from the arsenal at Pittsburg to an unfinished fort on Ship Island, in the Gulf of Mexico; and seventy-one columbiads and seven 32-pounders to be sent from the same arsenal to an embryo fort at Galveston, Tex., which would not be ready for armament in five years. When Quartermaster Taliaferro (a Virginian) was about to send off these heavy guns, an immense public meeting of citizens, called by the mayor, was held, and the guns were retained. When Floyd fled from Washington his successor, Joseph Holt, of Kentucky, countermanded the order. Indicted by the grand jury of the District of Columbia as being privy to the abstracting of $870,000 in bonds from the Department of the Interior, at the close of 1860 he fled to Virginia, when he was commissioned a general in the Confederate army. In that capacity he was driven from West Virginia by General Rosecrans. The night before the surrender of Fort Donelson (q. v.) he stole away in the darkness, and, being censured by the Confederate
Harper's Encyclopedia of United States History (ed. Benson Lossing), Holt, Joseph 1807-1894 (search)
Holt, Joseph 1807-1894 Jurist; born in Breckenridge county, Ky., Jan. 6, 1807; acquired a collegiate education; and entered upon the practice of law in 1828. He followed his profession in Kentucky and Mississippi until 1857, when President Buchanan appointed him commissioner of patents, and, in 1859, Postmaster-General. When John B. Floyd left the cabinet at the close of 1860, Mr. Holt assumed charge of the War Department, in which post he was watchful and efficient. In 1863 he was appo 1860, Mr. Holt assumed charge of the War Department, in which post he was watchful and efficient. In 1863 he was appointed judge-advocate of the army, and was a thorough supporter of Lincoln's administration throughout. In 1864 he was placed at the head of the bureau of military justice, and declined the cabinet appointment of Attorney-General. He was brevetted major-general of the United States army in March, 1865, and was retired, Dec. 1, 1875. He died in Washington, D. C., Aug. 1, 1894.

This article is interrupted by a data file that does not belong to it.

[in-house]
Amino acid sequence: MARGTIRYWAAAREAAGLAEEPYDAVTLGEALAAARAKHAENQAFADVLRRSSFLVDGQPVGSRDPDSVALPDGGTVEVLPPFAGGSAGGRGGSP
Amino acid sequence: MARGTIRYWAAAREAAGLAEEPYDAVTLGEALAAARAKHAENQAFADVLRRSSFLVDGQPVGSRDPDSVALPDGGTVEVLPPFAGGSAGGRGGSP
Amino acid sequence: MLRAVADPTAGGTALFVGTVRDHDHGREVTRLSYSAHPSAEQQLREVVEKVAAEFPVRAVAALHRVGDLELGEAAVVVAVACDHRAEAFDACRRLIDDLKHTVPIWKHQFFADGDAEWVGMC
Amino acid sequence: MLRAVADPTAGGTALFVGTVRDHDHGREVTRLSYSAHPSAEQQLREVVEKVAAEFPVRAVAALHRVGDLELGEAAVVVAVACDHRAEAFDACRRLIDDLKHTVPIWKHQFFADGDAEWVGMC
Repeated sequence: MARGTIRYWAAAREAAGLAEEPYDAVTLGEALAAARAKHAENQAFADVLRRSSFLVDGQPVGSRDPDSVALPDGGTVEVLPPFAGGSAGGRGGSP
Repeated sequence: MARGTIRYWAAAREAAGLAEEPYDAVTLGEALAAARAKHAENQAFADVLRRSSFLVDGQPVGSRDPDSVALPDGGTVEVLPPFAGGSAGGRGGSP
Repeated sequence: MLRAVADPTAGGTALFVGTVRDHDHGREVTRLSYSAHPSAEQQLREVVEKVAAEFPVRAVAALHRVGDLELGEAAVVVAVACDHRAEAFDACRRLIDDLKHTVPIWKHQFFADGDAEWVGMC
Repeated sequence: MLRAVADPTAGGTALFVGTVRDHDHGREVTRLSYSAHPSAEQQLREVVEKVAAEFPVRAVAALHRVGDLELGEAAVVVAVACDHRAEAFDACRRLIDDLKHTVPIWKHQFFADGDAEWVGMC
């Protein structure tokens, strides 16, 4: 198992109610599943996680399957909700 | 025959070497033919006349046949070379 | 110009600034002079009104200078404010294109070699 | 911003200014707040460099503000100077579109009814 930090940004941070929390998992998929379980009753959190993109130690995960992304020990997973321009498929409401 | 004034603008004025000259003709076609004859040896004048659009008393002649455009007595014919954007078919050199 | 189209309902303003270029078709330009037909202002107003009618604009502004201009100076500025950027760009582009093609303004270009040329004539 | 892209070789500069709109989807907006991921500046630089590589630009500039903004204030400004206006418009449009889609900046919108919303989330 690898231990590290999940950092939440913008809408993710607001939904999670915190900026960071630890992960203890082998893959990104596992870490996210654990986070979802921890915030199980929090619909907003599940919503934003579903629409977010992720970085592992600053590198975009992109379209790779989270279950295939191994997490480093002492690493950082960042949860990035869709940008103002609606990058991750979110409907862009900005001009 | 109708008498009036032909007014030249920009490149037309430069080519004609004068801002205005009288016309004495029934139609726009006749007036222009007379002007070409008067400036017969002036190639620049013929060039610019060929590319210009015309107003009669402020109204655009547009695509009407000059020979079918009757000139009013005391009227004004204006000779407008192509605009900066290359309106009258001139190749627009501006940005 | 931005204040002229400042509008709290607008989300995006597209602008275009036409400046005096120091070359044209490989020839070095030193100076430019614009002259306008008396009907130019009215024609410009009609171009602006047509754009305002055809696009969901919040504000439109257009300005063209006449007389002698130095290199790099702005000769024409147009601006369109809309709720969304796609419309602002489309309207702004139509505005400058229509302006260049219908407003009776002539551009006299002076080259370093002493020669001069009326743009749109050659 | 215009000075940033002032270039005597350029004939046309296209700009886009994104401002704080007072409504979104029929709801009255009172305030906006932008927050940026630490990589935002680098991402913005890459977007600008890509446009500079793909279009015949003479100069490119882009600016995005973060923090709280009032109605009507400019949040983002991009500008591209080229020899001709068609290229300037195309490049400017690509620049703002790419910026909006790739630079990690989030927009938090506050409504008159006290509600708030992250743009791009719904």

Harper's Encyclopedia of United States History (ed. Benson Lossing), Homes, Henry Augustus 1812-1887 (search)
Homes, Henry Augustus 1812-1887 Author; born in Boston, Mass., March 10, 1812; graduated at Amherst in 1830; and studied in Paris, France, where he was ordained a missionary of the Reformed Church to Turkey in 1835; joined the American board in Constantinople in the following year, and served as a missionary till 1850; was in the diplomatic service of the United States at Constantinople in 1851-53; returned to the United States in the latter year; became assistant librarian of the New York State Library in 1854, and librarian in 1862. He was Joseph Holt. author of Our knowledge of California and the Northwest; The future development of the New York State Library; and The correct arms of the State of New the correct arms of the State of New York. He died in Albany, N. Y., Nov. 3, 1887.